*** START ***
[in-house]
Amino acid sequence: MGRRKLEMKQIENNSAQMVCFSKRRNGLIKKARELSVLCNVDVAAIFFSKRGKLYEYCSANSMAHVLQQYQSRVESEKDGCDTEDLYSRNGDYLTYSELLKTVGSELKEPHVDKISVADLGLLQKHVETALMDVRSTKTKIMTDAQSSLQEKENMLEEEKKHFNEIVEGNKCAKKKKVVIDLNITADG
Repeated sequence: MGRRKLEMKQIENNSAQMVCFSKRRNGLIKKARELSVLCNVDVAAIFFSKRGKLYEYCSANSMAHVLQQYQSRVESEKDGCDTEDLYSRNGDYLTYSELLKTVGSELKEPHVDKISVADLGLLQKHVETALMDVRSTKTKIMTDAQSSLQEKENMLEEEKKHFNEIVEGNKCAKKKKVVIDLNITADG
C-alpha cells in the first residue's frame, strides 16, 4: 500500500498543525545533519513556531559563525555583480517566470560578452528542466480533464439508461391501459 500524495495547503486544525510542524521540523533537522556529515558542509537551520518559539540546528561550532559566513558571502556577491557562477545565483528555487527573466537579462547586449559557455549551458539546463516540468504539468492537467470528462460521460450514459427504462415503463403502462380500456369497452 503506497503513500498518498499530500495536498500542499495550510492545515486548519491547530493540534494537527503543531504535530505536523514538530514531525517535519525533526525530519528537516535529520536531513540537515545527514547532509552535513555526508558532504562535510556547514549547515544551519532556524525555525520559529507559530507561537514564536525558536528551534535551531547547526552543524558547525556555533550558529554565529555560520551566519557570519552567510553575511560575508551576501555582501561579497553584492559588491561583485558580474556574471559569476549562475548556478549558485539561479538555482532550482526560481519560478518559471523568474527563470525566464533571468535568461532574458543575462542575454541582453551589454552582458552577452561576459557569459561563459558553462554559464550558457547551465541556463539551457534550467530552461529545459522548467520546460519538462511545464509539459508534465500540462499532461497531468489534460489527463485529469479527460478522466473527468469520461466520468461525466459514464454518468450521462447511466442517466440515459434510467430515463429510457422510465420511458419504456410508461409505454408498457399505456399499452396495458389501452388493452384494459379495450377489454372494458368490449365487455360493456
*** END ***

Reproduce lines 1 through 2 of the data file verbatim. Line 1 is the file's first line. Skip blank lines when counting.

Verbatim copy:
[in-house]
Amino acid sequence: MGRRKLEMKQIENNSAQMVCFSKRRNGLIKKARELSVLCNVDVAAIFFSKRGKLYEYCSANSMAHVLQQYQSRVESEKDGCDTEDLYSRNGDYLTYSELLKTVGSELKEPHVDKISVADLGLLQKHVETALMDVRSTKTKIMTDAQSSLQEKENMLEEEKKHFNEIVEGNKCAKKKKVVIDLNITADG